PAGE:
At present, most Venezuelan Jews do not face open discrimination from their neighbors. Even so, a sense of dread and isolation is pervasive among much of the community, and some worry that, with diplomatic relations severed between the government and Israel, there may be nobody to protect them in a pinch. While researching this story, absolutely nobody I spoke with who still resides in Venezuela was willing to let me use their names. "Despite the rhetoric, we maintain workable relations with certain individuals within the government," one community leader explained, "and we cannot risk losing that." He’s right. At present, Venezuelan national guardsmen posted outside Caracas synagogues and Hebrew schools provide some protection against the physical dangers posed by unruly groups that might take the political rhetoric to heart — and this defense is something that could just as easily be taken away.
Recent attacks on protesters and students during the prolonged period of nationwide urban unrest earlier this year loom large. The pro-government militias known as "colectivos" targeted Venezuelan enemies of the state far more aggressively than did the state authorities themselves. "Under Chávez, you at least felt that he could control his crazies," one community member told me; under Maduro, they felt that all bets were off.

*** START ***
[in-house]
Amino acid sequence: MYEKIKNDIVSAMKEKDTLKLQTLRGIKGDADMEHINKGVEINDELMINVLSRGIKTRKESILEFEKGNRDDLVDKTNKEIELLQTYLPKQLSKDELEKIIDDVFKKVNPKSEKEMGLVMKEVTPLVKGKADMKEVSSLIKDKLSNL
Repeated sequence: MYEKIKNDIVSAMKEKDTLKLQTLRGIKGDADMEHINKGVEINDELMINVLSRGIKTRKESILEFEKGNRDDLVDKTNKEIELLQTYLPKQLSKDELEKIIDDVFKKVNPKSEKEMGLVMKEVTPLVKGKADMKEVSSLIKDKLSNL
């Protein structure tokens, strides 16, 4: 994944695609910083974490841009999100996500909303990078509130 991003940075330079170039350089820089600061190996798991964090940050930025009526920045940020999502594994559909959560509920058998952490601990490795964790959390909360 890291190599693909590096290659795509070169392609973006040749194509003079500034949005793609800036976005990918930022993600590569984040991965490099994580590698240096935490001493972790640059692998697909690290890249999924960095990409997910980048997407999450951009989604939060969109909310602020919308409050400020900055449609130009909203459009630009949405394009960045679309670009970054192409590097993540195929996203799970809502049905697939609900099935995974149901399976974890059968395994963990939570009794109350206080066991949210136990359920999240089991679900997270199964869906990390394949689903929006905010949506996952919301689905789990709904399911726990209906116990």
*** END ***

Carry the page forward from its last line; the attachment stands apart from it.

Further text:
Then again, Chávez couldn’t always control them either. In 2009, fifteen armed men broke into a Caracas synagogue and desecrated it with swastikas, scrawling threats on the walls. During the raid, the men also stole computers and other records containing a veritable who’s who of local Jewish families and Jewish descendants, including home addresses. The loss of this private information, and its potential for resurfacing, remains a major cause of concern among the community.
And yet one person I spoke with, saw the community’s faith as their best shield: "We are survivors, and we will also survive this." Referencing a passage in Genesis, the community member continued: "Long ago, God promised Abraham that he would bless those that bless us, and curse those that curse us. Remember that Chávez cursed us and we’re still here." Indeed, in May 2010, during the tense aftermath of the Gaza Flotilla Raid, Chávez did damn the state of Israel on national television, bellowing: "Damn you state of Israel. Terrorists! Murderers! I Curse you!" For the moment, though, Venezuela’s Jewish community perseveres.
Daniel Lansberg-Rodríguez teaches Latin American Business at the Kellogg School of Management and is a columnist for the Venezuelan daily newspaper El Nacional.